fedorovingtonboop 11-12-2008 06:22 PM

Re: Year One
 
i totally diasgree with staying in afghanistan. dumbest....war....ever. slowly withdraw and forget it. these people have been fighting off outsiders for hundreds of years and we're no exception. like i said a couple of days ago: all the taliban has to do is keep recruiting and having babies, be willing to blow themselves up, and most importantly...never ever ever give up. all these lines about it "hurting global stability" if we withdraw is total right wing b.s. they simply don't want to show weakness, admit defeat and lose a "stronghold" in the middle east. i got news for you: the entire middle east is destabilized....so is a lot of africa, etc. and if anything...we're the ones making it unstable. so people keep repeating this line about "stability" that the Generals want you to repeat because they have dreams of democracy or other motives and it's total fantasy land. a completely abstract ideal not based in reality. this area has been invaded by the brits, the russians, etc. many many times over hundreds of years and no one can couquer it because there's nothing to conquer - just shrubs and dirt. Iraq is organized enough to get things settled but the Afghan war will only end when we decide to leave. we're wasting our troops lives over there. take a second look at the people we're trying to "reform":
http://www.youtube.com/watch?v=RC1GlLfw2kU
yeah, good luck with that! pakistan ain't gonna change anytime either and it'll take even longer if they know we're there.
so when you say "I think 'we' should stay in Afghanistan."...keep in mind that "we" means someone else being used as bait to fight another unwinnable war:
http://www.pbs.org/wgbh/pages/frontl...ng/view/1.html

JonIrenicus 11-12-2008 07:11 PM

Re: Year One
 
Quote:

Originally Posted by fedorovingtonboop (Post 97374)
i totally diasgree with staying in afghanistan. dumbest....war....ever. slowly withdraw and forget it. these people have been fighting off outsiders for hundreds of years and we're no exception. like i said a couple of days ago: all the taliban has to do is keep recruiting and having babies, be willing to blow themselves up, and most importantly...never ever ever give up. all these lines about it "hurting global stability" if we withdraw is total right wing b.s. they simply don't want to show weakness, admit defeat and lose a "stronghold" in the middle east. i got news for you: the entire middle east is destabilized....so is a lot of africa, etc. and if anything...we're the ones making it unstable. so people keep repeating this line about "stability" that the Generals want you to repeat because they have dreams of democracy or other motives and it's total fantasy land. a completely abstract ideal not based in reality. this area has been invaded by the brits, the russians, etc. many many times over hundreds of years and no one can couquer it because there's nothing to conquer - just shrubs and dirt. Iraq is organized enough to get things settled but the Afghan war will only end when we decide to leave. we're wasting our troops lives over there. take a second look at the people we're trying to "reform":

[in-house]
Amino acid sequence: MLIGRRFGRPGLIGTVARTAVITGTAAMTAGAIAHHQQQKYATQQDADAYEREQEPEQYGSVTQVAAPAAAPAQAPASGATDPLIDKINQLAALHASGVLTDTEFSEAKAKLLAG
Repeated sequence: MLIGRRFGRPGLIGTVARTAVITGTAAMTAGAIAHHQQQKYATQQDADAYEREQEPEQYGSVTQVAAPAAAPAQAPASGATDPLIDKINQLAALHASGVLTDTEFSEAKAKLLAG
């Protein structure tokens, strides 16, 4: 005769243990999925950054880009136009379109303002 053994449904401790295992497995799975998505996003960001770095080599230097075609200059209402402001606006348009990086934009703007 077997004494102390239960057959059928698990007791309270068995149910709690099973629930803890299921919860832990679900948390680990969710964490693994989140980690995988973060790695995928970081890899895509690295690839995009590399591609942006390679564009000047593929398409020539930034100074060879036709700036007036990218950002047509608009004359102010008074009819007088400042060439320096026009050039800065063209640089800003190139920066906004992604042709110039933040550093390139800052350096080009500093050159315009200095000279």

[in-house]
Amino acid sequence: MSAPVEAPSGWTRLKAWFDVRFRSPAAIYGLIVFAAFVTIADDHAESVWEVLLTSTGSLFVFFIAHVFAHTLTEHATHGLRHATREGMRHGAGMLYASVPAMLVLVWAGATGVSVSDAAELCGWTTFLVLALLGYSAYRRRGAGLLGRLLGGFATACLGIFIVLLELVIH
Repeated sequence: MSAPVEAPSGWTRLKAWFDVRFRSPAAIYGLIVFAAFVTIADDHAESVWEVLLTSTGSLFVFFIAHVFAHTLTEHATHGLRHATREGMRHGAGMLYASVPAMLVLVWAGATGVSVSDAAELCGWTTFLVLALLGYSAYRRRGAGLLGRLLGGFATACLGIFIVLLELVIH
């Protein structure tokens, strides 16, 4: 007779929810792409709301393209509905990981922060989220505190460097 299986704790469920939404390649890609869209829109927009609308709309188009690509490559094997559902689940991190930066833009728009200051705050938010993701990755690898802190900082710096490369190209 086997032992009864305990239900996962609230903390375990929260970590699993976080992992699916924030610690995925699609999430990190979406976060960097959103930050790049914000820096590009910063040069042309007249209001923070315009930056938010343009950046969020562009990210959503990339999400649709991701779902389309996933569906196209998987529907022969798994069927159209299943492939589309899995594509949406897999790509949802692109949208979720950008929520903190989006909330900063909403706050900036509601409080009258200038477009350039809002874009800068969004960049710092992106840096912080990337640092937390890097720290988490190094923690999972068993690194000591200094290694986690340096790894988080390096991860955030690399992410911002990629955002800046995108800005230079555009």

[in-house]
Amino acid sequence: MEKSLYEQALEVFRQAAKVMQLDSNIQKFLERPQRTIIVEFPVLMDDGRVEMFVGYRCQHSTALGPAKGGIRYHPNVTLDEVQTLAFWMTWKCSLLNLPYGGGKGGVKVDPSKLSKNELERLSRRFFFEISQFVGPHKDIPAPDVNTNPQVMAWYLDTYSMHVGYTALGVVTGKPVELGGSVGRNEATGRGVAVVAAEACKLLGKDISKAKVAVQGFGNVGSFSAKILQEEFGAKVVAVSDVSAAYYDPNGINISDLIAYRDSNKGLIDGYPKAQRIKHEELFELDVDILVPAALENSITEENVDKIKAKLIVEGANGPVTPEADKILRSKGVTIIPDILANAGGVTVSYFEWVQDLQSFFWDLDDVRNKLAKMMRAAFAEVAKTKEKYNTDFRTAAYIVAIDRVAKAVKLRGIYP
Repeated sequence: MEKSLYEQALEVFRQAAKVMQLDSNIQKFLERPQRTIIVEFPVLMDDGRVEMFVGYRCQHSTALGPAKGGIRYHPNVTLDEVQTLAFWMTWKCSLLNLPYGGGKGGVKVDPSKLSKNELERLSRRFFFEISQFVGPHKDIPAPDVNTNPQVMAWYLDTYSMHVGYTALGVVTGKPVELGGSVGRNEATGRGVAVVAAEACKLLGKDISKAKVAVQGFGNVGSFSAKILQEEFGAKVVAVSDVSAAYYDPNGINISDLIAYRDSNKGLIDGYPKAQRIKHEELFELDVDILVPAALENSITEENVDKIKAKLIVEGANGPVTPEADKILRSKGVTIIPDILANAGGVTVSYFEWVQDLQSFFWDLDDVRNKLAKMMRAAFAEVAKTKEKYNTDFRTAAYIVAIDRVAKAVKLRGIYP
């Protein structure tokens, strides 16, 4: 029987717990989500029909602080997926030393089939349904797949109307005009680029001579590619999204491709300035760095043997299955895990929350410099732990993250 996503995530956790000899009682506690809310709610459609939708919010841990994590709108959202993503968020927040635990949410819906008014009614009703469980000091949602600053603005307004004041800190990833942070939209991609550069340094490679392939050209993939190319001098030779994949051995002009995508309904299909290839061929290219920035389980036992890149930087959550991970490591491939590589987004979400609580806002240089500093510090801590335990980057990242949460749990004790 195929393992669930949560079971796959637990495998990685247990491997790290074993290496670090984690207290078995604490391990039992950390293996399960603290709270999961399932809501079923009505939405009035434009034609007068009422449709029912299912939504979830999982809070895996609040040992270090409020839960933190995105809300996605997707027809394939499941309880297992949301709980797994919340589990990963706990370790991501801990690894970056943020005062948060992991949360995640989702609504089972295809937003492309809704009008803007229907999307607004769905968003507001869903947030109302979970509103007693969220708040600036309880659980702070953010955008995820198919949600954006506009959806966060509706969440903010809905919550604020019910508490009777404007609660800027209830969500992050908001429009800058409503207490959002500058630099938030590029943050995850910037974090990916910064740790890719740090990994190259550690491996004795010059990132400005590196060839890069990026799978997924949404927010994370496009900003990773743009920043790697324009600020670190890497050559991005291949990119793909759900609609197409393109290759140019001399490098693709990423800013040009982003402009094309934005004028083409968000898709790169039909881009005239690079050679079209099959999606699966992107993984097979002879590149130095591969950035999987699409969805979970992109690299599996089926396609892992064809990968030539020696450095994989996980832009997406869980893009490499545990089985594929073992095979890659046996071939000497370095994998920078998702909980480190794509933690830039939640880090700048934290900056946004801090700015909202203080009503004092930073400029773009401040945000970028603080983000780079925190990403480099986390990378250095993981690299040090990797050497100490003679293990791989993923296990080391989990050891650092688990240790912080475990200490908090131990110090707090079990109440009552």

http://www.youtube.com/watch?v=RC1GlLfw2kU
yeah, good luck with that! pakistan ain't gonna change anytime either and it'll take even longer if they know we're there.
so when you say "I think 'we' should stay in Afghanistan."...keep in mind that "we" means someone else being used as bait to fight another unwinnable war:
http://www.pbs.org/wgbh/pages/frontl...ng/view/1.html

What is the alternative to staying in Afghanistan? Should we not have gone in there in the first place? I can see the logic on Iraq, but this was completely retaliatory. There must be consequences to bad international behavior.

This is not to say the war and stabilization will not be costly, it will. But I say it is worth it. Like Iraq, we are trying to change the trajectory of a nation. And given enough time and resolve, it will happen. Defeating insurgents takes time and thought, that some are have the patience of a gadfly should not mean that our policy should reflect such... fickle swings.

And lastly, a philosophical shift, sort of. It is not in my nature to say we have some sort of duty and responsibility to go into other nations and change them. I was perfectly willing to let the houses of other nations and societies burn, so long as it did not affect me directly. After all, it's not "my" problem. Not a particularly noble thought, but there it was. But seeing the mess of other societies spill over onto our shores changed my view. After that occurred it seemed to me it IS our problem when events turn for the worse in other parts of the world. The idea that it was the US alone that raises the ire of radical muslims seems incorrect, ala the attacks in Britain, Spain, France riots, murder in Holland, riots over cartoons, terrorism in Kashmir, etc etc etc. And while tactically it is impossible to police the world, when humanitarian interests align with enlightened national interest, then I am all for intervention.